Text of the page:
“I take most pride in the fact that people feel the museum offers a new welcome, a new accessibility, that it’s more centered on its public and its community,” said Rogers. “It’s gone back to the philanthropic roots of its first founders, who founded the museum for everyone. They didn’t found it for an elite philanthropist.”
Anne Hawley, director of the Isabella Stewart Gardner Museum since 1989, said Thursday night she believes Rogers will be historically viewed as the “populist” director.
“Everybody in the city feels like it’s their museum, and I don’t think they felt that before,” said Hawley. “He took a lot of risks and was willing to experiment, and that’s why the city responded.”
On paper, Rogers seemed an unlikely figure to shake things up when he arrived in 1994. Private and unfailingly polite, he grew up in England, was educated at Oxford, and developed a specialty in 16th, 17th, and 18th century portraiture, hardly an area viewed as controversial in art circles. But in the early 1990s, Rogers was passed over for the top job at the National Portrait Gallery in London, where he served as deputy director. That made him hungrier to make his mark, friends said.
He moved quickly. In 1995, he opened the Huntington Avenue doors, which had closed in 1990 to save money. In 1996, the museum opened on Mondays, meaning it could be visited seven days a week. This established a theme for Rogers: Making small changes that served as symbols of the museum’s desire to welcome a wider audience.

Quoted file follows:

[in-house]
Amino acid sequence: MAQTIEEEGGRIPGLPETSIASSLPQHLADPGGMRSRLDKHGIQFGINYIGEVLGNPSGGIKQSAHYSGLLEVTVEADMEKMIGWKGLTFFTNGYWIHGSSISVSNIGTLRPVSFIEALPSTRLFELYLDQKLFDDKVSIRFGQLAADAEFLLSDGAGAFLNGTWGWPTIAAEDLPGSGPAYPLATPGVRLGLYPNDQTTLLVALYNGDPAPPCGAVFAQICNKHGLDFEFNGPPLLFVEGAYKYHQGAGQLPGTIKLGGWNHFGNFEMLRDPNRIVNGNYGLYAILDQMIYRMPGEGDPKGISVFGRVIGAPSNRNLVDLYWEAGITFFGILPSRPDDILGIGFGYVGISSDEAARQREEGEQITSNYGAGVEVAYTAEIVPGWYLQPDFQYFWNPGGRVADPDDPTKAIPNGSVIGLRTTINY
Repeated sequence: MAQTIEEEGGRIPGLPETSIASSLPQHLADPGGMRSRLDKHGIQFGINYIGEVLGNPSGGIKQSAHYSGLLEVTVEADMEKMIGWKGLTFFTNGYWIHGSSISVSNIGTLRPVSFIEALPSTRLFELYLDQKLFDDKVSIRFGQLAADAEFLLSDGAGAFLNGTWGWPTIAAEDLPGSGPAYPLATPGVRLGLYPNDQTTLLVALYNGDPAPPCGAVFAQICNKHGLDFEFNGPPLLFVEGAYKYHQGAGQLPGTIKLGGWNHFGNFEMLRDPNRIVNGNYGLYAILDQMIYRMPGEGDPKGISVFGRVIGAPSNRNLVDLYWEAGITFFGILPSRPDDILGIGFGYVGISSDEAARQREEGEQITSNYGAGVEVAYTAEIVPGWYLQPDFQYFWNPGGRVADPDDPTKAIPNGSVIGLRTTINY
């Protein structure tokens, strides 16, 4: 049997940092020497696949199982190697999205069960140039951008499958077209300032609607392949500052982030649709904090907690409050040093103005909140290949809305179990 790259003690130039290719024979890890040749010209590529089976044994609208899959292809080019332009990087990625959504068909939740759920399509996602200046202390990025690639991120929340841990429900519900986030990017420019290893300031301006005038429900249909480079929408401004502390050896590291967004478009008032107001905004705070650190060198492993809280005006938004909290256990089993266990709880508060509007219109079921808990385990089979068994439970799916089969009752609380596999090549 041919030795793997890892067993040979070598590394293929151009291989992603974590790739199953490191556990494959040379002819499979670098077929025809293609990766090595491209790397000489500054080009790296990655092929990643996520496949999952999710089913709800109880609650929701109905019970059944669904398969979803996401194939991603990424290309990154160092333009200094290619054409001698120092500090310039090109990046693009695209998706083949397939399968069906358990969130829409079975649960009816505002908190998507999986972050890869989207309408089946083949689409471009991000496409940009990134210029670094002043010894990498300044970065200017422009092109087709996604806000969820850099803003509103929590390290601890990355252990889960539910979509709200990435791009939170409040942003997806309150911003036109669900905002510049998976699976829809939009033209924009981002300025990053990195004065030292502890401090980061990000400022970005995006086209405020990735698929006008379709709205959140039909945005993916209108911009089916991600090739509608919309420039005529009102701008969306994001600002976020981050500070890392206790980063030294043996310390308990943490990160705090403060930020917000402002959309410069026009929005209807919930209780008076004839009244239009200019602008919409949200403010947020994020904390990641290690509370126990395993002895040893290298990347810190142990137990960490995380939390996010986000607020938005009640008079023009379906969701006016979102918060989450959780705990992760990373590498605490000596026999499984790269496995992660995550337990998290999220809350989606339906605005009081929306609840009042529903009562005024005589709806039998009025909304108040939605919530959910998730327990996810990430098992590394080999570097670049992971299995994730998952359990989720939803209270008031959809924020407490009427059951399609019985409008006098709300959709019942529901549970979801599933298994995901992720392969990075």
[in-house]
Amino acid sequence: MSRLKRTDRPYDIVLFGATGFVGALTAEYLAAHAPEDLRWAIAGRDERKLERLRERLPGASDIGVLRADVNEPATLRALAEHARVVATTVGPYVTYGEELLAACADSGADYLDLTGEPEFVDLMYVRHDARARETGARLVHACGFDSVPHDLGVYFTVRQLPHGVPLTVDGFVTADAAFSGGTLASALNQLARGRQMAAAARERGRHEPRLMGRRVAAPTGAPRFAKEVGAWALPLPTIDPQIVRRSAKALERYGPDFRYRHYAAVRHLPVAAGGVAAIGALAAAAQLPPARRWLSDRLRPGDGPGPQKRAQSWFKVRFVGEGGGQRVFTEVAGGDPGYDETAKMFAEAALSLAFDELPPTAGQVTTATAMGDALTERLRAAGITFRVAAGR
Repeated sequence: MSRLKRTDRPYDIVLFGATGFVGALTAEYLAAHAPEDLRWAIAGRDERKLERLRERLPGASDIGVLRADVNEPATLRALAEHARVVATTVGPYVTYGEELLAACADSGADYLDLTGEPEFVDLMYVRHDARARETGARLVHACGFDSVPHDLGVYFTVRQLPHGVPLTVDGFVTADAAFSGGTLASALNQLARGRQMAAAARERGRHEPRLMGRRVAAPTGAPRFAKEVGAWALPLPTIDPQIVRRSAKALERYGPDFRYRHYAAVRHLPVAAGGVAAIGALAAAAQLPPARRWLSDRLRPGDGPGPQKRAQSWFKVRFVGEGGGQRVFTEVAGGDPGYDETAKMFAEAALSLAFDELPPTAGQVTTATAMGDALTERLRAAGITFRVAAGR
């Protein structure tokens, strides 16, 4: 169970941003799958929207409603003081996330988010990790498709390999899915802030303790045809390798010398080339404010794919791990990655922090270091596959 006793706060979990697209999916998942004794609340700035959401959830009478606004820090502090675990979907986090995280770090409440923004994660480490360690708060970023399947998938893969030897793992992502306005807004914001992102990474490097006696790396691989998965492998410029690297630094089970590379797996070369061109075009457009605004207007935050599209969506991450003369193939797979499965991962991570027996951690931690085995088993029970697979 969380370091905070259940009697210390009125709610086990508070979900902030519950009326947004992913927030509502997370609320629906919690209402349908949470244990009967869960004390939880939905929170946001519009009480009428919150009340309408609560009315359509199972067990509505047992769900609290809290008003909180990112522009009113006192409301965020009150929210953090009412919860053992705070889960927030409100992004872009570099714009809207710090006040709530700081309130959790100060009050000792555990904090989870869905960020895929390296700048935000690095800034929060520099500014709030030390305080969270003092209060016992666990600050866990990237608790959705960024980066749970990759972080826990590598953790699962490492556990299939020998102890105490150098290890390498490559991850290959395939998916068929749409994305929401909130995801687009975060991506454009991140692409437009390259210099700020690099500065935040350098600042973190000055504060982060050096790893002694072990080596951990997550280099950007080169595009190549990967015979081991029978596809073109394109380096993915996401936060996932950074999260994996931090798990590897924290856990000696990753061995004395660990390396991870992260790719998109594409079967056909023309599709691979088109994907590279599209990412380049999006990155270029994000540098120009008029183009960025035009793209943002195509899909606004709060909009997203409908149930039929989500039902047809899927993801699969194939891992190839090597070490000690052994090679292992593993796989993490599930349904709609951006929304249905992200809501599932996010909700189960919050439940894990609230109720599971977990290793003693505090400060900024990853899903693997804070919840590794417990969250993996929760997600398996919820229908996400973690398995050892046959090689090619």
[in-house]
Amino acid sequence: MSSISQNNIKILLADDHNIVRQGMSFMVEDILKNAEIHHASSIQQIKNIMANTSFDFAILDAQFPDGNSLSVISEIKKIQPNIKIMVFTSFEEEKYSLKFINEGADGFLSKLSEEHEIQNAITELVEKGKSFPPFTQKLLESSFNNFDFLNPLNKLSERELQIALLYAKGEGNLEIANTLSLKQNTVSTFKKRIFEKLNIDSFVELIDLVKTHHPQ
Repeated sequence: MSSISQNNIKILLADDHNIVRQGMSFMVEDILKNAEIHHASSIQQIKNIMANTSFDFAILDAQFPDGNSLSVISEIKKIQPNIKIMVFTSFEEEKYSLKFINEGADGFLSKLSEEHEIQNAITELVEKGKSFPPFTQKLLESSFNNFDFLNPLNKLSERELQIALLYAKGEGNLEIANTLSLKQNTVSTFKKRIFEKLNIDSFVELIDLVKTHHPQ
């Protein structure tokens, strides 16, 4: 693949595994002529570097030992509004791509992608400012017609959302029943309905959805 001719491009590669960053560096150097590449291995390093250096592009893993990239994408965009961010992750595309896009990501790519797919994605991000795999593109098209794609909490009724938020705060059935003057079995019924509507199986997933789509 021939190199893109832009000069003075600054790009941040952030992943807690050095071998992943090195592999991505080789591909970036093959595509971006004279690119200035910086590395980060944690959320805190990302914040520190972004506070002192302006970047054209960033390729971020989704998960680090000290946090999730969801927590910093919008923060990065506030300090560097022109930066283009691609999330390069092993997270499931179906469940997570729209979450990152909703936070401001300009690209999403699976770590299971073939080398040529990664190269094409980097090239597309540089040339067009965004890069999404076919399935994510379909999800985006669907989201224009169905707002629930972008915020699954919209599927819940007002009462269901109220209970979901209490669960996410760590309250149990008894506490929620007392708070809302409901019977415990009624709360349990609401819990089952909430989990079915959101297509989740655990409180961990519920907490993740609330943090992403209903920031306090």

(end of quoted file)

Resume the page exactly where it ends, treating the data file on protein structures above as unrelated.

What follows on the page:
That approach also spread into the galleries. In 1996, Rogers hosted the first museum exhibition for celebrity photographer Herb Ritts. The exhibit drew more than 250,000 people, making it a blockbuster that still ranks in the museum’s top 15 most-visited exhibits, but it came at a cost. Art historians and some other museum directors snickered at the semiclad supermodels and movie stars on the wall. In the coming years, as Rogers featured automobiles from fashion designer Ralph Lauren’s collection and a pair of racing yachts belonging to collector Bill Koch, those grumbles would grow louder and sometimes personal.
Rogers, speaking this week about his tenure, said that he felt those shows were important in expanding the MFA’s audience.
“Who wants to be criticized?” he said. “But my job is not to be diverted by criticism.”
He also noted, with a smile, that the J. Paul Getty Museum, which is now overseen by James Cuno — one of those critics — recently acquired works by Ritts and held its own exhibition. In 2011, an exhibition at the Louvre featured Lauren’s cars.